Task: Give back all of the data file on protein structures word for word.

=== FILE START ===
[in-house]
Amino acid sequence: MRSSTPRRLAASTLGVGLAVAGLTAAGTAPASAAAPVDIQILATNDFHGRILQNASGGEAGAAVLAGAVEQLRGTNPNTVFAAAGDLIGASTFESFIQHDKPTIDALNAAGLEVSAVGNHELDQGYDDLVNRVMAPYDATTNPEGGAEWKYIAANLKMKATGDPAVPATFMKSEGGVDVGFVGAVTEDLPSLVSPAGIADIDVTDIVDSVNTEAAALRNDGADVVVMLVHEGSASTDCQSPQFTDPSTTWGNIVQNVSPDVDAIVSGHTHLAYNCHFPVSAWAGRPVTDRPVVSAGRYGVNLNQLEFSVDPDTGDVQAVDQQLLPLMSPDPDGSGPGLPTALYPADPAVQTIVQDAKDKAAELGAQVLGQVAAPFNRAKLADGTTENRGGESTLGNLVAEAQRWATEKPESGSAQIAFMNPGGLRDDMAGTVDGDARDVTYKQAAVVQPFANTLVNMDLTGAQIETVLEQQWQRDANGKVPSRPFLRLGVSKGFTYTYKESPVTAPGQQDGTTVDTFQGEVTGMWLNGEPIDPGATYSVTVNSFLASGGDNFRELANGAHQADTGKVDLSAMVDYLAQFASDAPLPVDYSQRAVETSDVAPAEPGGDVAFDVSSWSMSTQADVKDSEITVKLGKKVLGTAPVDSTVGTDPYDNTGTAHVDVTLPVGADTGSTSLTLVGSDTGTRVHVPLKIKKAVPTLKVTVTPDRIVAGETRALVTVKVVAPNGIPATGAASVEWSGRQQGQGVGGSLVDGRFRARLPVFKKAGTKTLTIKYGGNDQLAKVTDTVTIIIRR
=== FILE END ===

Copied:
[in-house]
Amino acid sequence: MRSSTPRRLAASTLGVGLAVAGLTAAGTAPASAAAPVDIQILATNDFHGRILQNASGGEAGAAVLAGAVEQLRGTNPNTVFAAAGDLIGASTFESFIQHDKPTIDALNAAGLEVSAVGNHELDQGYDDLVNRVMAPYDATTNPEGGAEWKYIAANLKMKATGDPAVPATFMKSEGGVDVGFVGAVTEDLPSLVSPAGIADIDVTDIVDSVNTEAAALRNDGADVVVMLVHEGSASTDCQSPQFTDPSTTWGNIVQNVSPDVDAIVSGHTHLAYNCHFPVSAWAGRPVTDRPVVSAGRYGVNLNQLEFSVDPDTGDVQAVDQQLLPLMSPDPDGSGPGLPTALYPADPAVQTIVQDAKDKAAELGAQVLGQVAAPFNRAKLADGTTENRGGESTLGNLVAEAQRWATEKPESGSAQIAFMNPGGLRDDMAGTVDGDARDVTYKQAAVVQPFANTLVNMDLTGAQIETVLEQQWQRDANGKVPSRPFLRLGVSKGFTYTYKESPVTAPGQQDGTTVDTFQGEVTGMWLNGEPIDPGATYSVTVNSFLASGGDNFRELANGAHQADTGKVDLSAMVDYLAQFASDAPLPVDYSQRAVETSDVAPAEPGGDVAFDVSSWSMSTQADVKDSEITVKLGKKVLGTAPVDSTVGTDPYDNTGTAHVDVTLPVGADTGSTSLTLVGSDTGTRVHVPLKIKKAVPTLKVTVTPDRIVAGETRALVTVKVVAPNGIPATGAASVEWSGRQQGQGVGGSLVDGRFRARLPVFKKAGTKTLTIKYGGNDQLAKVTDTVTIIIRR